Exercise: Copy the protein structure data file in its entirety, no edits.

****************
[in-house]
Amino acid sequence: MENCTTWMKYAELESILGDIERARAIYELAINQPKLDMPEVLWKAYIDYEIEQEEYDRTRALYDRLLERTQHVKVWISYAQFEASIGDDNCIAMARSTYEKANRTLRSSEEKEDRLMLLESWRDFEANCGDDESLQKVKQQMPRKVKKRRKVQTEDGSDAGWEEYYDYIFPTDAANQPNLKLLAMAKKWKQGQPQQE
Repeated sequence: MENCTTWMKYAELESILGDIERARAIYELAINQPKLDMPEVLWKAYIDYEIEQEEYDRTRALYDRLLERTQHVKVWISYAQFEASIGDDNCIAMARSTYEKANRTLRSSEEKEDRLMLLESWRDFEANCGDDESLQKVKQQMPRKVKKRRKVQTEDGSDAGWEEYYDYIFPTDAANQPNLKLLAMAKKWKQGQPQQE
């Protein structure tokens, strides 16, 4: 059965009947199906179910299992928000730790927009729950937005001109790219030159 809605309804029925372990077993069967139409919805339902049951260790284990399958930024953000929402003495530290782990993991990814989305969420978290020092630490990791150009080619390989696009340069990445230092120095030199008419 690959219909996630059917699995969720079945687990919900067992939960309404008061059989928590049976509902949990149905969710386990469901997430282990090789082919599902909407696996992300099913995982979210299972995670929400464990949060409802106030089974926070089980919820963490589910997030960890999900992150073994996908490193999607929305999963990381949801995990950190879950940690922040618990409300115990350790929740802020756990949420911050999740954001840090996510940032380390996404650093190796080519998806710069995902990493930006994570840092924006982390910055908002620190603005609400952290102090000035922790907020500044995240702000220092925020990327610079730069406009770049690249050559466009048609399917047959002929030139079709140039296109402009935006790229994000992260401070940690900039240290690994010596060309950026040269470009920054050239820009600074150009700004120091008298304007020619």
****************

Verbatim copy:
[in-house]
Amino acid sequence: MENCTTWMKYAELESILGDIERARAIYELAINQPKLDMPEVLWKAYIDYEIEQEEYDRTRALYDRLLERTQHVKVWISYAQFEASIGDDNCIAMARSTYEKANRTLRSSEEKEDRLMLLESWRDFEANCGDDESLQKVKQQMPRKVKKRRKVQTEDGSDAGWEEYYDYIFPTDAANQPNLKLLAMAKKWKQGQPQQE
Repeated sequence: MENCTTWMKYAELESILGDIERARAIYELAINQPKLDMPEVLWKAYIDYEIEQEEYDRTRALYDRLLERTQHVKVWISYAQFEASIGDDNCIAMARSTYEKANRTLRSSEEKEDRLMLLESWRDFEANCGDDESLQKVKQQMPRKVKKRRKVQTEDGSDAGWEEYYDYIFPTDAANQPNLKLLAMAKKWKQGQPQQE
């Protein structure tokens, strides 16, 4: 059965009947199906179910299992928000730790927009729950937005001109790219030159 809605309804029925372990077993069967139409919805339902049951260790284990399958930024953000929402003495530290782990993991990814989305969420978290020092630490990791150009080619390989696009340069990445230092120095030199008419 690959219909996630059917699995969720079945687990919900067992939960309404008061059989928590049976509902949990149905969710386990469901997430282990090789082919599902909407696996992300099913995982979210299972995670929400464990949060409802106030089974926070089980919820963490589910997030960890999900992150073994996908490193999607929305999963990381949801995990950190879950940690922040618990409300115990350790929740802020756990949420911050999740954001840090996510940032380390996404650093190796080519998806710069995902990493930006994570840092924006982390910055908002620190603005609400952290102090000035922790907020500044995240702000220092925020990327610079730069406009770049690249050559466009048609399917047959002929030139079709140039296109402009935006790229994000992260401070940690900039240290690994010596060309950026040269470009920054050239820009600074150009700004120091008298304007020619």